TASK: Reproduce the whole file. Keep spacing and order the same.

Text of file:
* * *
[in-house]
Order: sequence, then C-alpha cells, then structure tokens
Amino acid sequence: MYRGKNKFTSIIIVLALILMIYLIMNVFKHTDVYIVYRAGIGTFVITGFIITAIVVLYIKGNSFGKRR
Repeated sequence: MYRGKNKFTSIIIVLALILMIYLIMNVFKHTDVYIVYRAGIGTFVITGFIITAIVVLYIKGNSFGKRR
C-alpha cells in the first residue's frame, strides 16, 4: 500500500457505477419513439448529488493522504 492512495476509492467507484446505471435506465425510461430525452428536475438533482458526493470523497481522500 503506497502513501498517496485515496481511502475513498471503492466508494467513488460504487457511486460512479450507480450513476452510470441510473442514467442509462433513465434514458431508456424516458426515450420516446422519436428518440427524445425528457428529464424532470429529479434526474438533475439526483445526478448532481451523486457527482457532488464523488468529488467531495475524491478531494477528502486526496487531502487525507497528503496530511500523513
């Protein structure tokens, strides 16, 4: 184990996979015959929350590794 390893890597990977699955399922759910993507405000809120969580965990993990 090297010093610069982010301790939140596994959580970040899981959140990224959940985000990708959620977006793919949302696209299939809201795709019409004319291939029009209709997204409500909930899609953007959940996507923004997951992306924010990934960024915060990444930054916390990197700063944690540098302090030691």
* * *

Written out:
[in-house]
Order: sequence, then C-alpha cells, then structure tokens
Amino acid sequence: MYRGKNKFTSIIIVLALILMIYLIMNVFKHTDVYIVYRAGIGTFVITGFIITAIVVLYIKGNSFGKRR
Repeated sequence: MYRGKNKFTSIIIVLALILMIYLIMNVFKHTDVYIVYRAGIGTFVITGFIITAIVVLYIKGNSFGKRR
C-alpha cells in the first residue's frame, strides 16, 4: 500500500457505477419513439448529488493522504 492512495476509492467507484446505471435506465425510461430525452428536475438533482458526493470523497481522500 503506497502513501498517496485515496481511502475513498471503492466508494467513488460504487457511486460512479450507480450513476452510470441510473442514467442509462433513465434514458431508456424516458426515450420516446422519436428518440427524445425528457428529464424532470429529479434526474438533475439526483445526478448532481451523486457527482457532488464523488468529488467531495475524491478531494477528502486526496487531502487525507497528503496530511500523513
């Protein structure tokens, strides 16, 4: 184990996979015959929350590794 390893890597990977699955399922759910993507405000809120969580965990993990 090297010093610069982010301790939140596994959580970040899981959140990224959940985000990708959620977006793919949302696209299939809201795709019409004319291939029009209709997204409500909930899609953007959940996507923004997951992306924010990934960024915060990444930054916390990197700063944690540098302090030691």